My husband is extraordinarily generous, annoyingly so…cuz I’m not nearly as generous as he!
No one pays for a meal if he is there (only under duress)
He’s given freely of our home to people who’ve needed one, without counting pennies over the added bills
He’s sold our used cars for under market value, he even sold one for a $1 once to a family in need. And he’s religious about maintaining cars so if you’re lucky enough to buy one, it will always be in top condition
Our technology graveyard alone might add value to our house, but nope, it goes to anyone who needs it
He also loves giving to things like camp scholarships, groceries for families in need, Christmas gifts to single moms, GoFundMe’s and such
One year when it came time to donate to youth camp scholarships we were jobless and I saw him getting ready to send some money…I quietly said,
“It’s okay, let someone else have a turn”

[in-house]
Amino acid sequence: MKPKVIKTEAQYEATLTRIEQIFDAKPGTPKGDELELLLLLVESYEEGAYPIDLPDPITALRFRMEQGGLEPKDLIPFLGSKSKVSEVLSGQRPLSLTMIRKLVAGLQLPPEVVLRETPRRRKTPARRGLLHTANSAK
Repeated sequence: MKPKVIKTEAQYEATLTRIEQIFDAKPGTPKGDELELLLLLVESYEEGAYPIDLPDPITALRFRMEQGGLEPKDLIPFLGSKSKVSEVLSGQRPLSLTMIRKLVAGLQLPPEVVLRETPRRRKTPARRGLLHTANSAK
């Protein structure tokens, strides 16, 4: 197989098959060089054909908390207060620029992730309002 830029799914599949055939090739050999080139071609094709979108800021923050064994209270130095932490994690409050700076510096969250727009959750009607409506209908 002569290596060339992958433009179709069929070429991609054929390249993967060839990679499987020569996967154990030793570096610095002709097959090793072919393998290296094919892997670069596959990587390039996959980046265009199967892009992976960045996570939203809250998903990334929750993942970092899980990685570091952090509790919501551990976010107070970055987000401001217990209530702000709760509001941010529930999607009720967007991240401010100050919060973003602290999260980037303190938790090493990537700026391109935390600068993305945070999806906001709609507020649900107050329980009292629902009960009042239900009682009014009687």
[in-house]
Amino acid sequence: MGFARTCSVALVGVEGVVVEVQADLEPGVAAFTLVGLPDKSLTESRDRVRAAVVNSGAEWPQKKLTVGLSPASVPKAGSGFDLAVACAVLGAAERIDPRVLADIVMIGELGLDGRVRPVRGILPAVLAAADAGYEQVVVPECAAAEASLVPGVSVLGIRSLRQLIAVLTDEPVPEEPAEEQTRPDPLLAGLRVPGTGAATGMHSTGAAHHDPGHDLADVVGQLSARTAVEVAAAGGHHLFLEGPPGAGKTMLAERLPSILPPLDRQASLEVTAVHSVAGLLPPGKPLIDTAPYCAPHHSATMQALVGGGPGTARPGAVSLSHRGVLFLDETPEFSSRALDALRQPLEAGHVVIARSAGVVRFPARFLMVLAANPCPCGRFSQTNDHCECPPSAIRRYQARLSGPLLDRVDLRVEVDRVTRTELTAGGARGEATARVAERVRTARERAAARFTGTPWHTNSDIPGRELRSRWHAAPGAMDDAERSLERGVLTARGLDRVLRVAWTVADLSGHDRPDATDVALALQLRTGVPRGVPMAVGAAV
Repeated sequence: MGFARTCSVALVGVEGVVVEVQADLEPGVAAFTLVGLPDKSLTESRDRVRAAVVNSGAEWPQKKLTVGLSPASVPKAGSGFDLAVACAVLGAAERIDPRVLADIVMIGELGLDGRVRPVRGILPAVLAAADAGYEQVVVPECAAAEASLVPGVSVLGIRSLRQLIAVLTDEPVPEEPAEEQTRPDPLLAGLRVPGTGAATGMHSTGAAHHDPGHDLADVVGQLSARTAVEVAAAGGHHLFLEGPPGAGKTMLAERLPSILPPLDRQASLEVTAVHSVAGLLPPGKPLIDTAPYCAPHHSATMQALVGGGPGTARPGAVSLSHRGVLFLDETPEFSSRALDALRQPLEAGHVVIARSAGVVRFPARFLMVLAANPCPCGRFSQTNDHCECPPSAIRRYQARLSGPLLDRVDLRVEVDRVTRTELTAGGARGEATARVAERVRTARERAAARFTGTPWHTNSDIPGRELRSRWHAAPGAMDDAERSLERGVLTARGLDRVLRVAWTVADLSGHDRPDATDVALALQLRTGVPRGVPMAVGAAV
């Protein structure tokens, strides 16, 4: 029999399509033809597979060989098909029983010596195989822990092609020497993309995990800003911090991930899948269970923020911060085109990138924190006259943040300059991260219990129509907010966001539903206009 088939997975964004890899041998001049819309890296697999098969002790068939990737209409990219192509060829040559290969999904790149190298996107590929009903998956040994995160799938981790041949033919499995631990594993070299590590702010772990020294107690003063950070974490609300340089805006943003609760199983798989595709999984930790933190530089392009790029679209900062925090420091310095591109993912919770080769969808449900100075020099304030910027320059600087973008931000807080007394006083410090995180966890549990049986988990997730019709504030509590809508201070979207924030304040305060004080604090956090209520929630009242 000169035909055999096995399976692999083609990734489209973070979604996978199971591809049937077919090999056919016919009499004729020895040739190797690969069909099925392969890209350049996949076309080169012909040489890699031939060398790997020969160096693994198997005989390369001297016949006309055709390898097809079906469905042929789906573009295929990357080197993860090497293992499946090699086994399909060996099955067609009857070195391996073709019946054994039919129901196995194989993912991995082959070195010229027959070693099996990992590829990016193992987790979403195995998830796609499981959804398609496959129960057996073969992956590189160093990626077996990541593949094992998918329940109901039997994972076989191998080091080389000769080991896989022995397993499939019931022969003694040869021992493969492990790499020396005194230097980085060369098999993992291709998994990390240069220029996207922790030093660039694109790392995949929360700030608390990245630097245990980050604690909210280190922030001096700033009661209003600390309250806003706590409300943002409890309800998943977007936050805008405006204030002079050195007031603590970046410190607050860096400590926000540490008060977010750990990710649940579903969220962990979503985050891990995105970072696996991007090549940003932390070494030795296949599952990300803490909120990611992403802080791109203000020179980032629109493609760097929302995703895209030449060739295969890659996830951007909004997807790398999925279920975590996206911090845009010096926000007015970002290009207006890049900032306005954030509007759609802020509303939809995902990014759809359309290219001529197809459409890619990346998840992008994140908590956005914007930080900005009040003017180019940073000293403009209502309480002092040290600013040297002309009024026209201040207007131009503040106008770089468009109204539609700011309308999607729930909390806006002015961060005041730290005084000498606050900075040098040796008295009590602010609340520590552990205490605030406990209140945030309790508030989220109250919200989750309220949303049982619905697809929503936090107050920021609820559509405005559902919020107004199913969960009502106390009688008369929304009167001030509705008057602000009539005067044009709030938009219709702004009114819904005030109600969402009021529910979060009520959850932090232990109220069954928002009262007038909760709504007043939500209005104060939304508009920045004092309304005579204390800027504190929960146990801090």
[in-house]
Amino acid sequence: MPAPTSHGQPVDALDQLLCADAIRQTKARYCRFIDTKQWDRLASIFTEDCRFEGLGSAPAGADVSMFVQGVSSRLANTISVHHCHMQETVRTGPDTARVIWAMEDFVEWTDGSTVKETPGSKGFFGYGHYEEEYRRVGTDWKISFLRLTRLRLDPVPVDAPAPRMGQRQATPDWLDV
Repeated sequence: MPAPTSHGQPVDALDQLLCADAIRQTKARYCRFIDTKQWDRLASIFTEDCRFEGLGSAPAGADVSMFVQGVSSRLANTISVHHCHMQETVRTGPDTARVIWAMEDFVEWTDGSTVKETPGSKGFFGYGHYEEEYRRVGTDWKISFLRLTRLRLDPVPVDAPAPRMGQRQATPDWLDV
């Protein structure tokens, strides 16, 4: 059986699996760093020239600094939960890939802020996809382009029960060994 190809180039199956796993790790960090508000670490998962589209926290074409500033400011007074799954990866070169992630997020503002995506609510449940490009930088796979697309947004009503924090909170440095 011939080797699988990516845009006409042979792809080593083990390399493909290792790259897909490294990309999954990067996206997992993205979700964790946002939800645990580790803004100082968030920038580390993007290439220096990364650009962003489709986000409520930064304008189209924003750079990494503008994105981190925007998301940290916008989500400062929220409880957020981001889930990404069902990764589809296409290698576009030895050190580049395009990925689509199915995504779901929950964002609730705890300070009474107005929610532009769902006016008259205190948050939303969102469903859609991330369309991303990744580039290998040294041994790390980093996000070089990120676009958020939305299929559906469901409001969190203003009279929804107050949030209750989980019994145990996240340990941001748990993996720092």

He sighed a big sigh of relief and only paid for one…
He never wants attention either. It embarrasses him to be thanked and acknowledged for his generosity (but please don’t let that stop you!)
I think the only thing he wouldn’t give freely is the shirt off his back and that’s because he’s uncomfortable being shirtless in public…
I recently listened to a reading of that old book nugget, “What Would Jesus Do?” It challenged me. I remember when it was making the rounds in youth groups in the 90’s. If memory serves, it was often equated with things like sexual purity and avoiding gossip.
Not the intent of the book!